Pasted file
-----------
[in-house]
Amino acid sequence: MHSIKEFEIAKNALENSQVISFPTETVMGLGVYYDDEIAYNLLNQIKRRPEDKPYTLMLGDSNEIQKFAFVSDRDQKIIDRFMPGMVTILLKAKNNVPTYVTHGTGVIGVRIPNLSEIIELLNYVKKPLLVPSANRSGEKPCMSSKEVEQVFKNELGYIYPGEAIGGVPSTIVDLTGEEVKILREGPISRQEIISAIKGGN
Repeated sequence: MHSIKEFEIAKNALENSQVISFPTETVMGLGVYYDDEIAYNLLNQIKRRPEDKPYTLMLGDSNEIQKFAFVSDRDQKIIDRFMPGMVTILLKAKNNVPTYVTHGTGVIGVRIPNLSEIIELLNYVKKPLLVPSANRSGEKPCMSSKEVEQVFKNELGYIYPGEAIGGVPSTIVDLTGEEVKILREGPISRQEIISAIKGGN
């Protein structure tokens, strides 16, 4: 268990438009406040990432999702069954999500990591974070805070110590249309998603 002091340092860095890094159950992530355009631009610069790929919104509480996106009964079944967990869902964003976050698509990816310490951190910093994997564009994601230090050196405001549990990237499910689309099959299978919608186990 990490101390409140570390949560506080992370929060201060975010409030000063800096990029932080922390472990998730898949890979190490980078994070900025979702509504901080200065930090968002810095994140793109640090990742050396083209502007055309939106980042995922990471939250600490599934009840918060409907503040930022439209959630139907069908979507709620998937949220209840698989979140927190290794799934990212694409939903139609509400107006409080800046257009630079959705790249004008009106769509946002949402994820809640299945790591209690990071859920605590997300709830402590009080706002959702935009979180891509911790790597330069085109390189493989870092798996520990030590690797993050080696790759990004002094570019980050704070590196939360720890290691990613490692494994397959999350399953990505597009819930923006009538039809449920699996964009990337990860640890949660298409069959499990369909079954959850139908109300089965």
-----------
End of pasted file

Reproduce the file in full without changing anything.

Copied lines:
[in-house]
Amino acid sequence: MHSIKEFEIAKNALENSQVISFPTETVMGLGVYYDDEIAYNLLNQIKRRPEDKPYTLMLGDSNEIQKFAFVSDRDQKIIDRFMPGMVTILLKAKNNVPTYVTHGTGVIGVRIPNLSEIIELLNYVKKPLLVPSANRSGEKPCMSSKEVEQVFKNELGYIYPGEAIGGVPSTIVDLTGEEVKILREGPISRQEIISAIKGGN
Repeated sequence: MHSIKEFEIAKNALENSQVISFPTETVMGLGVYYDDEIAYNLLNQIKRRPEDKPYTLMLGDSNEIQKFAFVSDRDQKIIDRFMPGMVTILLKAKNNVPTYVTHGTGVIGVRIPNLSEIIELLNYVKKPLLVPSANRSGEKPCMSSKEVEQVFKNELGYIYPGEAIGGVPSTIVDLTGEEVKILREGPISRQEIISAIKGGN
């Protein structure tokens, strides 16, 4: 268990438009406040990432999702069954999500990591974070805070110590249309998603 002091340092860095890094159950992530355009631009610069790929919104509480996106009964079944967990869902964003976050698509990816310490951190910093994997564009994601230090050196405001549990990237499910689309099959299978919608186990 990490101390409140570390949560506080992370929060201060975010409030000063800096990029932080922390472990998730898949890979190490980078994070900025979702509504901080200065930090968002810095994140793109640090990742050396083209502007055309939106980042995922990471939250600490599934009840918060409907503040930022439209959630139907069908979507709620998937949220209840698989979140927190290794799934990212694409939903139609509400107006409080800046257009630079959705790249004008009106769509946002949402994820809640299945790591209690990071859920605590997300709830402590009080706002959702935009979180891509911790790597330069085109390189493989870092798996520990030590690797993050080696790759990004002094570019980050704070590196939360720890290691990613490692494994397959999350399953990505597009819930923006009538039809449920699996964009990337990860640890949660298409069959499990369909079954959850139908109300089965």